August 31, 2018 11:36:30 AM
SCOOBA -- The Hinds Community College football team is well aware of what it has in Reggie Todd, and it plans on exploiting that as much as its opponents will let it.
In a perfect world, Todd would have spent August battling for playing time in a Mississippi State receiving corps desperate for an alpha dog to make himself known; instead, he ended it by bringing in two receptions for 24 yards in Hinds C.C.'s 50-0 loss to East Mississippi Community College Thursday. He also returned three kicks for 75 yards as he tries to move on from his unceremonious departure from MSU.
"I came out feeling good, but it felt a little different," Todd said.
The Mobile, Alabama, native signed with MSU in the 2016 class, redshirting in 2016 before a small window of opportunity last season, catching 14 passes for 160 yards and a touchdown. Given MSU lost two of its top three receivers from a team that didn't have much going for it in the receiver department to begin with, Todd was looked to as one of MSU's better options over the offseason.
Then he was arrested on June 14 for simple assault. The charge stemmed from an alleged fight with a man on Hospital Road in Starkville; Todd turned himself in. He was indefinitely suspended from the program by coach Joe Moorhead later that day. By July, Todd was no longer with the program in any capacity, searching for his next step.
"It affected me a little bit," Todd said, who added the legal fallout from that incident is now resolved. "It hurts me a little bit, but I'm trying to overcome the adversity of everything."
He surfaced at Hinds C.C. thanks to the help of a current Bulldog: Stephen Guidry.
Guidry play for Hinds C.C. in 2017 and went to MSU, where he met Todd during spring practice. When Todd left the program, Guidry connected him with the coaching staff at Hinds C.C., led by Larry Williams.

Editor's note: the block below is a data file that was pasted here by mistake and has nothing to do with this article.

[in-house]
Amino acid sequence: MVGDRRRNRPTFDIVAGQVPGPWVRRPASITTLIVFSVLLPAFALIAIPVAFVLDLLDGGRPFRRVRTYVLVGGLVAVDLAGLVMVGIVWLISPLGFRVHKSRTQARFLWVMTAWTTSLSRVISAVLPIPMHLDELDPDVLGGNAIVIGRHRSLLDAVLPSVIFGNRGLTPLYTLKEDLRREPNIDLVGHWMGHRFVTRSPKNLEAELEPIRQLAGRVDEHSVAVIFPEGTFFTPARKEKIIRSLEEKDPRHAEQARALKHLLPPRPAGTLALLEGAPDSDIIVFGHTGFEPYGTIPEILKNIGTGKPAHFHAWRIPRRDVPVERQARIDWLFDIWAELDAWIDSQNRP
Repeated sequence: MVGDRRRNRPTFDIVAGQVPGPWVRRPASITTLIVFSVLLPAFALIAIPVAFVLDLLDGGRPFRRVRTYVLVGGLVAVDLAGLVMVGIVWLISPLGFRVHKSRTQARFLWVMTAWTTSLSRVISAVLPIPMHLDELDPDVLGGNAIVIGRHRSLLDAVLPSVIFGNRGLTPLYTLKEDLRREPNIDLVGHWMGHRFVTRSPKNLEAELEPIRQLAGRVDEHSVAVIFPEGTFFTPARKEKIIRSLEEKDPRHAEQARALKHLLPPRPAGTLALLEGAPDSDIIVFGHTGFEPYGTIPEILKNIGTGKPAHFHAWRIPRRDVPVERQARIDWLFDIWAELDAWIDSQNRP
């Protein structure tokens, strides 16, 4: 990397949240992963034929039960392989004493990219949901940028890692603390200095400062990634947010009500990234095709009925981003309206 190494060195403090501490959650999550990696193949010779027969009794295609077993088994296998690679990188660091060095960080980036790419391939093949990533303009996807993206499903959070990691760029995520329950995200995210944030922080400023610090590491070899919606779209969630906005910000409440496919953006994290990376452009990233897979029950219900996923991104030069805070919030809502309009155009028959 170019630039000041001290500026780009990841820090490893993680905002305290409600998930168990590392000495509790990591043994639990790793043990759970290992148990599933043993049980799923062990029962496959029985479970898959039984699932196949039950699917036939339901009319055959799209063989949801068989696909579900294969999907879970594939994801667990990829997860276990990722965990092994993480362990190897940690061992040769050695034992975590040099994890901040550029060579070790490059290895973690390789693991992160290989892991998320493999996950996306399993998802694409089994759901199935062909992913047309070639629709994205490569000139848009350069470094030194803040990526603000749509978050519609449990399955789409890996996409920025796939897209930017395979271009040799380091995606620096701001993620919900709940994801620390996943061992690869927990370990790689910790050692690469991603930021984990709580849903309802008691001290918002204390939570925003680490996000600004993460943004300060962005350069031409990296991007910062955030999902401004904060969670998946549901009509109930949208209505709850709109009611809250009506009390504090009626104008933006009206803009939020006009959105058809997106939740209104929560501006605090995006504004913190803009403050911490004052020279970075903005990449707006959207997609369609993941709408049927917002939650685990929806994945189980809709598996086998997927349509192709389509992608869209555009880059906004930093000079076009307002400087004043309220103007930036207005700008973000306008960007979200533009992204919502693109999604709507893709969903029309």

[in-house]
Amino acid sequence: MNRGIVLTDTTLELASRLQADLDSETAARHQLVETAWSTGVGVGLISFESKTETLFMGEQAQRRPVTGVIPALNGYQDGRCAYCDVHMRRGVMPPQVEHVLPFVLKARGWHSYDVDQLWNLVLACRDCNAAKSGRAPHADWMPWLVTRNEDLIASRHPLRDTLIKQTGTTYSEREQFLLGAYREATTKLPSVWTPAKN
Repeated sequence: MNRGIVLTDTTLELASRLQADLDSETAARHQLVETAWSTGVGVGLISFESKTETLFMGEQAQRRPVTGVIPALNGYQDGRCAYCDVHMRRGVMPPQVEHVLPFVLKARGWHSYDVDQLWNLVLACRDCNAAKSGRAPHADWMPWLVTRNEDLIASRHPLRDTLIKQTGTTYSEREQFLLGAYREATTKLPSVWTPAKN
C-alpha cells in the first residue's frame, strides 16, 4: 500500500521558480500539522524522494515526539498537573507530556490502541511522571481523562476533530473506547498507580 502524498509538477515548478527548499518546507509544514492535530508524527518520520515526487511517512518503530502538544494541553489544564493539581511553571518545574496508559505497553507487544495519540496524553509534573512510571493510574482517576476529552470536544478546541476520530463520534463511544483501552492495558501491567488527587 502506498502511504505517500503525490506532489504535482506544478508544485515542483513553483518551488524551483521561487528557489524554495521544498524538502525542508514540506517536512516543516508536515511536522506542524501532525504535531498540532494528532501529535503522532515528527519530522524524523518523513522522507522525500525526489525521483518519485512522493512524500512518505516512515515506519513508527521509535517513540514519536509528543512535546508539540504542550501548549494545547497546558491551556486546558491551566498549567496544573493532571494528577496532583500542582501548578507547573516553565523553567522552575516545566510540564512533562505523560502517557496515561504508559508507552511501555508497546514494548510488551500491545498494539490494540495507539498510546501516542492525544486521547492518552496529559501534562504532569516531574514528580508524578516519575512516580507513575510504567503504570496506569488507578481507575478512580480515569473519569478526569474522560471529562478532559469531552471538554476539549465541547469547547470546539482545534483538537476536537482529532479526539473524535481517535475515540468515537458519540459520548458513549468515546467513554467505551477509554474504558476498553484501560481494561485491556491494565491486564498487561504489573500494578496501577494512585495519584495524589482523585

"Stephen helped with him, kind of vouched for him and told us what kind of person we were getting," Williams said. "Guidry knows what type of program we run here, and he told us, 'Coach, he made a mistake but it ain't his character, I know.' He told him what kind of program we run here."
Williams has seen it firsthand, as he said Todd has grown to be a presence his wide receiver group needed.
"He's a real fun guy to be around," Williams said. "He's a vocal leader for the guys and trying to get them to understand how to practice at that level, what you have to do at that level to get to that level. We're real young at receiver, so he's kind of that big brother to them to tell them how to do this and do that."
On Thursday, he finally got to show how his impact will be much more than qualitative.
Todd was tough to spot in the first quarter, as EMCC turned its attention to him and gave him little in the way of openings. He wasn't thrown to until the second quarter, and that first target was little more than a desperation heave as Hinds C.C. quarterback Tylan Morton evaded pressure. Morton tried to find him later in the second quarter just to be intercepted.
Todd came alive in the third quarter. With five minutes left, Todd was the recipient of a screen that he took for seven yards; two plays later, the Eagles went back to him for a quick slant that he turned into 17 yards and a first down. The Eagles threw to him twice more on the next two plays, just for one incompletion and a pass interference call Todd drew.
As Todd embarks on his season as an Eagle, he wants to improve his conditioning and his route running. When asked if he wanted to return to MSU, he made it clear, "my options are open," as evidenced by an official offer from Indiana.
"Reggie, he'll get keep getting better," Williams said. "He'll keep learning what's going on. He's going to be one of the top receivers in this league."
Follow Dispatch sports writer Brett Hudson on Twitter @Brett_Hudson
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